Thursday, October 20, 2016


The 51st Psalm is about sin.  Oh, there are other themes which might be put before this one and most folks would make such a choice because no one really wants to talk about, confess, or deal with sin.  As far as the secular culture around us is concerned, sin does not exist.  Unfortunately, some sacred communities seem to agree.  However, sin is what prompted David to pray this prayer.  We know David's sin.  Actually, what started out as lust snowballed into a list of sins that must have delighted the Devil.  What started out as a sin experienced in the inner chamber of the heart led to taking the life of a soldier whose loyalty to David could not be compromised.
Sin can be a blatant as breaking all of the Ten Commandments or as subtle as spiritual entitlement.   David was, perhaps, guilty of both.  Of course, if such was the case, he is not alone.  We have all done things which we knew beforehand would be displeasing to God, but still it was full steam ahead.  Blatant sin is something we understand.  And, of course, it is also true that we often live as if we are entitled to a kind of favor from God which makes us "the exception to the rule," or the one whose spiritual life merits better circumstances than those in which we find ourselves.   Have we never told God that we deserve better than what He was giving or providing?  Have we never felt that our sacrificial service to God at least merited a thank you, or some special recognition?  Spiritual entitlement may be not be as obvious to us, but probing the heart will no doubt bring us to a place of confessing this as well.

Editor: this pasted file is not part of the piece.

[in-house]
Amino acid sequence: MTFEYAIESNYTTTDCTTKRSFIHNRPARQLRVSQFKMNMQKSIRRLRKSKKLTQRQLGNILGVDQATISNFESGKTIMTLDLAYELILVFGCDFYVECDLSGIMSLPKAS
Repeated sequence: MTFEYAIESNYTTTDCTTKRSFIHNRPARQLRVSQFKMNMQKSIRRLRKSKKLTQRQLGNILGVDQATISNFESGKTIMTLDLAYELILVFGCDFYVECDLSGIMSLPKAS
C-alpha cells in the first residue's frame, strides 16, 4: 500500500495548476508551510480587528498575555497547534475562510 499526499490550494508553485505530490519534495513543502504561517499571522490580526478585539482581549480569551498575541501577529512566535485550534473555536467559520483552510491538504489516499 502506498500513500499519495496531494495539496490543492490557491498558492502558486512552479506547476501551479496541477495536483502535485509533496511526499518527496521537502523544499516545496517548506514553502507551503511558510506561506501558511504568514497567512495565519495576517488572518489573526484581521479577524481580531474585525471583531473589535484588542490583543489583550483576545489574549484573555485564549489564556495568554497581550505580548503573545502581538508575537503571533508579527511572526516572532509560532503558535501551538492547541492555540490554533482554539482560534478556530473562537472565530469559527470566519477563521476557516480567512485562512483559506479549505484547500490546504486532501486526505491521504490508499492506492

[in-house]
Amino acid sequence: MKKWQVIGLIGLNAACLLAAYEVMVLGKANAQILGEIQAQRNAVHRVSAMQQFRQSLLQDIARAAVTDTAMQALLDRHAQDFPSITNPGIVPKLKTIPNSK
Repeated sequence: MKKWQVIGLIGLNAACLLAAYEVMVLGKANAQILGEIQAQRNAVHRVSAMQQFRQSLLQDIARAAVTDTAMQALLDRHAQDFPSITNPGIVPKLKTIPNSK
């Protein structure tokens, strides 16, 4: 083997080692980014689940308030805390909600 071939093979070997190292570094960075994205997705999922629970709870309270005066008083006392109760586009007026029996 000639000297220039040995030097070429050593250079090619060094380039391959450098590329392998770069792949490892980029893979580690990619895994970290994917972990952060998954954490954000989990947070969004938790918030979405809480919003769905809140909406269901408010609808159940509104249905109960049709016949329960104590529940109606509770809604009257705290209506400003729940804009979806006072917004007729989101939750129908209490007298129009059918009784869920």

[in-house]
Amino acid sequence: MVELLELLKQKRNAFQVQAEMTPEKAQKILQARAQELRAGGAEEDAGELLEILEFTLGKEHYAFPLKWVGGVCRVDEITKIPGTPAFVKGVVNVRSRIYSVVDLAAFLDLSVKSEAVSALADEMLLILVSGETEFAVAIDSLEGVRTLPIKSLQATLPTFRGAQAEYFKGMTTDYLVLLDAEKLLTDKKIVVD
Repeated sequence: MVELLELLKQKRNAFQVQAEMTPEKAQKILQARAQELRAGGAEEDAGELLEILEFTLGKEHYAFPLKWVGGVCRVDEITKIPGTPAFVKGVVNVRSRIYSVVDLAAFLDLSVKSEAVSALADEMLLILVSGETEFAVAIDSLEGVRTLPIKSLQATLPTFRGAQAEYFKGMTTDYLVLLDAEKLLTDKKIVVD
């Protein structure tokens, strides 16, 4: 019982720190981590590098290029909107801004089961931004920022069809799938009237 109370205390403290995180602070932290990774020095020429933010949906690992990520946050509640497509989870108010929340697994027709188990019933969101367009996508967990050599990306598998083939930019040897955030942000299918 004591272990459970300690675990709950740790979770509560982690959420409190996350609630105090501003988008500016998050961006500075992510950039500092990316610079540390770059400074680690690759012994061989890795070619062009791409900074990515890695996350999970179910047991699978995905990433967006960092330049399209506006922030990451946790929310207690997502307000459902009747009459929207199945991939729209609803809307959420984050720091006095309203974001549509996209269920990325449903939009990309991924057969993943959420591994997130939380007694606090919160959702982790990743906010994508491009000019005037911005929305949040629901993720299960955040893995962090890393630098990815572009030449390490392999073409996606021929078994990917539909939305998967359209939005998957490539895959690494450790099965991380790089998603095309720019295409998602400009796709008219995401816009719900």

Regardless of how we do it, or define it, sin is a terrible thing.  David fully understood this truth.  He knew his only hope for forgiveness was mercy.  He greatly feared the consequences of his sin.  Sin always has them and what David feared most of all was being cast away from the presence of God and being forsaken by the Holy Spirit.  No matter what some say nothing has changed through the centuries.  Sin still separates us from God and mercy is our only hope.

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